It’s been six months since Hurricane Sandy. New York City and New Jersey were hit hardest and communities are still rebuilding. People are still struggling to get their lives back on track. It has been particularly difficult for small businesses. The South Street Seaport in lower Manhattan, a hub for shops, restaurants, and entertainment, was under water during Sandy. Many of those businesses are still closed, or in the process of being renovated. As I recently walked through the Seaport, I felt the cold of its cobblestone walkways. Few people were out, and the few I saw were mostly tourists taking pictures of the now gated property. Doors with huge locks on them and sandbags are now the neighborhood’s main attraction. Fulton Market is completely closed.
The mall is like a ghost town. Some stores are closed, and those that are open remain empty. Booths that were once surrounded by people are gone. Of the few that remain, only one person lingers there. The food court is quiet. Some of the popular restaurants are closed, including the Harbour Lights Restaurant. People congregate outside where the Brooklyn Bridge is seen in the distance. Damage to the exterior of the pier is still evident.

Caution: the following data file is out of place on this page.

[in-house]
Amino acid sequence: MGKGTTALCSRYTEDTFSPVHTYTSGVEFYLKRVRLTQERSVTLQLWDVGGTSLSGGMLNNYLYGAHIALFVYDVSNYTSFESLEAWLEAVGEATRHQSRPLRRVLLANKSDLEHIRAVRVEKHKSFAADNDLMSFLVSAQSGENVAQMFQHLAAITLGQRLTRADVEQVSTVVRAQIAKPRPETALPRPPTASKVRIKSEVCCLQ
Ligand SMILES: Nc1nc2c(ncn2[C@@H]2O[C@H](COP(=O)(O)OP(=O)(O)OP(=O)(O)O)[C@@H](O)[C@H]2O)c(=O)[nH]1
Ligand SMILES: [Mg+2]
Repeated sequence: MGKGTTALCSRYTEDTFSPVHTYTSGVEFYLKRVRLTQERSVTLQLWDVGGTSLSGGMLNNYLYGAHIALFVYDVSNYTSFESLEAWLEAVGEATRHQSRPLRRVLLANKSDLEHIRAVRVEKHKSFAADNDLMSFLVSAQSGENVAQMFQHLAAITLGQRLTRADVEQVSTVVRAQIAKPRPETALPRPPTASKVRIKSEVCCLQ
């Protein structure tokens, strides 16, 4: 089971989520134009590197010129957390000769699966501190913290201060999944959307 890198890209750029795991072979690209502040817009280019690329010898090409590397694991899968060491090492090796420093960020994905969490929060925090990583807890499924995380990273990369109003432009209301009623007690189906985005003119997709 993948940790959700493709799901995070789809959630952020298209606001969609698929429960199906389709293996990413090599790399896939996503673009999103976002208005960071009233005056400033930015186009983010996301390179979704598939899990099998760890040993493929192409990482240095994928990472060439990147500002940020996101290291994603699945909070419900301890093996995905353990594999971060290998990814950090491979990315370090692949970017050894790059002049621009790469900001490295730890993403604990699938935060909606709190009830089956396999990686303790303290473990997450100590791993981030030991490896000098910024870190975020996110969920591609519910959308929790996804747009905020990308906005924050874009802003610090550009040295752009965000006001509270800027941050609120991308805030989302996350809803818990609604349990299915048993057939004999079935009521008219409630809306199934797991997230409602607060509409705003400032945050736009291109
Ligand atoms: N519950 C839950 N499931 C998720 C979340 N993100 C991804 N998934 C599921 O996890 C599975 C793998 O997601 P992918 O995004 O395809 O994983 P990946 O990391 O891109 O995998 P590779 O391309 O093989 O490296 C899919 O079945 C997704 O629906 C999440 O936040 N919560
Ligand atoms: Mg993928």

In spite of its ghostly appearance, there are signs of improvement at the Seaport. Plans to launch a new summer program during Memorial Day weekend are in the works. The Howard Hughes Corporation, which manages the development of the Seaport, plans to host events that will highlight culture, food, and new retail. These events will go on throughout the summer season. This is an effort to rebuild businesses and bring revenue to the Seaport after Sandy. The corporation also has plans to revitalize and create a new South Street Seaport.
But this change is not sitting well with some business owners. A business owner I spoke with told me the redevelopment of the Seaport may force small businesses like his candy shop to move. “Where are we going to go?” he asked. “We have to move. This place won’t be the same anymore.” When asked how it would affect his business, his reply was abrupt: “Not good.”